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Subscription count - (Part 7) Testing the limits of Windows Azure Service Bus

Let’s talk about Windows Azure Service Bus and the numbers of subscriptions that a topic can have. I started to prepare a POC for a possible client and it is possible to end up with hundreds of subscriptions on each topic.
Looking over the documentation from MSDN, each topic supports 2000 subscriptions. I wanted to see what is happening with the latency of each subscription if we have over 1000 of them per topic.
To find an answer to my question, I started to write a worker role that:
Creates a new subscription
Sends a message to the topic
Receives a message using the first subscription
I measured how long it takes to send a message to a topic that has 1, 2, … , 2000 subscriptions. The same think I’ve done for the first subscription of the topic. I measured how long it takes to read a message from it when we have 1,2, … , 200 subscriptions.
The code is extremely simple but the results are very interesting.
The first diagram shows how long the send and receive commands took. The blue color is for the send request to the topic and the orange one is for receive command for the first subscription of the topic. The AX represent the number of subscriptions per topic and the OY represent how long a command took (in milliseconds).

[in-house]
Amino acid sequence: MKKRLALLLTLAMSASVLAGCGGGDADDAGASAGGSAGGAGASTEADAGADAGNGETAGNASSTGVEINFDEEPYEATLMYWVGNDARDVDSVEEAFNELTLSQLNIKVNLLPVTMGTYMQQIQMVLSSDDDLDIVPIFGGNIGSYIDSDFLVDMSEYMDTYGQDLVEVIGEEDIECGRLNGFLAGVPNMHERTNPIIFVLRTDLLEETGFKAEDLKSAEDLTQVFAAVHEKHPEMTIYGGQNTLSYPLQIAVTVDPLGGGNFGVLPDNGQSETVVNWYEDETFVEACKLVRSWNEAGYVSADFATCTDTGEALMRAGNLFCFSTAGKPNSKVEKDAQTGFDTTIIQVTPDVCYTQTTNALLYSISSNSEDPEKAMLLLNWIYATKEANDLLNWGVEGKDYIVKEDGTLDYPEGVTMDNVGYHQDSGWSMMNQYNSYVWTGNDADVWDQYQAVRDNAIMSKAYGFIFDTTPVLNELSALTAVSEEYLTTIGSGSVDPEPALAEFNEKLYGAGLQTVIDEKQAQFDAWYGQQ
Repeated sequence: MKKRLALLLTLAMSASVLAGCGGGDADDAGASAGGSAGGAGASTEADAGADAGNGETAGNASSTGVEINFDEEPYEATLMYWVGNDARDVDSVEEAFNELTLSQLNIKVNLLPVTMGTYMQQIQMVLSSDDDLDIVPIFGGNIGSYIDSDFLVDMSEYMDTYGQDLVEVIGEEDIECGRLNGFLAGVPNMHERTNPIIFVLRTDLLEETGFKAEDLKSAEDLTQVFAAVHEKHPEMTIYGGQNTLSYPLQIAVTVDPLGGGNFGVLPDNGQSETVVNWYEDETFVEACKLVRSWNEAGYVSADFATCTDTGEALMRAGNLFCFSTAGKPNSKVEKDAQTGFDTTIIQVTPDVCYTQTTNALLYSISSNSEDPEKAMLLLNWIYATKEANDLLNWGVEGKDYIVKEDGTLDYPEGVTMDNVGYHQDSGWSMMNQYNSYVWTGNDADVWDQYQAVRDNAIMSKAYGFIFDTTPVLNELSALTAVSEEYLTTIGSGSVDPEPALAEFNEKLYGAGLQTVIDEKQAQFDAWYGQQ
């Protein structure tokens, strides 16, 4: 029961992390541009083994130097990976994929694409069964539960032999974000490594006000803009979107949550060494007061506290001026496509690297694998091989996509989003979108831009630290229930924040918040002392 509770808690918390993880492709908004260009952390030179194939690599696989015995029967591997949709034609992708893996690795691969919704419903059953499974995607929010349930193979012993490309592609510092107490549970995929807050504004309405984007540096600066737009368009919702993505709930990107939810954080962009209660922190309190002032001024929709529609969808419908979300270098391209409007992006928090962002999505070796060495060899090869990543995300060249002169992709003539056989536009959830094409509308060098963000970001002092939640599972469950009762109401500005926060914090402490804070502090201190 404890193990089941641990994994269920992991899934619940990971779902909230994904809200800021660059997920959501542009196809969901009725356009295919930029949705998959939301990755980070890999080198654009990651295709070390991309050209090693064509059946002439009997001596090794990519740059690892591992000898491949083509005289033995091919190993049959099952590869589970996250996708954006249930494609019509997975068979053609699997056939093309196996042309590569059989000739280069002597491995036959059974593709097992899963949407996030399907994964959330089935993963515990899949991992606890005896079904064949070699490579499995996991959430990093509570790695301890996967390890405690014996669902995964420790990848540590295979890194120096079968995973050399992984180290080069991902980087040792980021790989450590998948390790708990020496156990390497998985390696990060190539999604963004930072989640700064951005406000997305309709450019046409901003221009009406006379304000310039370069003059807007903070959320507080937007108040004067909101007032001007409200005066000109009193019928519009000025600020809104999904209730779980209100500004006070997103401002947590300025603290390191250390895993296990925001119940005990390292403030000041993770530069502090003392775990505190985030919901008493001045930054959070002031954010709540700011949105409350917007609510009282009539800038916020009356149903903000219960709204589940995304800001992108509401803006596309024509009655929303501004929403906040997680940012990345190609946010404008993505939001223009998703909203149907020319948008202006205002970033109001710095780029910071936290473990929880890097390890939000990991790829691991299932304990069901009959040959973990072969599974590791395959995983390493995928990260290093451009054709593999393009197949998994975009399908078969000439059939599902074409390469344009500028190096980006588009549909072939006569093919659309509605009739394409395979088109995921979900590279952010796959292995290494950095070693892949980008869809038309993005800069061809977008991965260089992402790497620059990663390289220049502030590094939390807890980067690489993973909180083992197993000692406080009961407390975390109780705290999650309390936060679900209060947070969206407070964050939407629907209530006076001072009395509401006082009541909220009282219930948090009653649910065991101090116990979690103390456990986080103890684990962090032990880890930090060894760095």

As you can see, the command latency doesn’t increase too much. Even for 2000 subscriptions the latency is under 100 milliseconds.
The next diagram show the average latency when we have 500, 1000, 1500 and 2000 subscriptions. Based on this result we observe that the latency increases with a factor under 1.5X.
We can say that we can use this service in our business scenarios for 2000 subscribers without a problem. The latency increases only with a factor that is under 1.5X. We could have a problem if the latency would increase with a factor of 10X or 100X. But we are in a safe zone.
It seems that Service Bus is a real cloud service that scales and works excellent.


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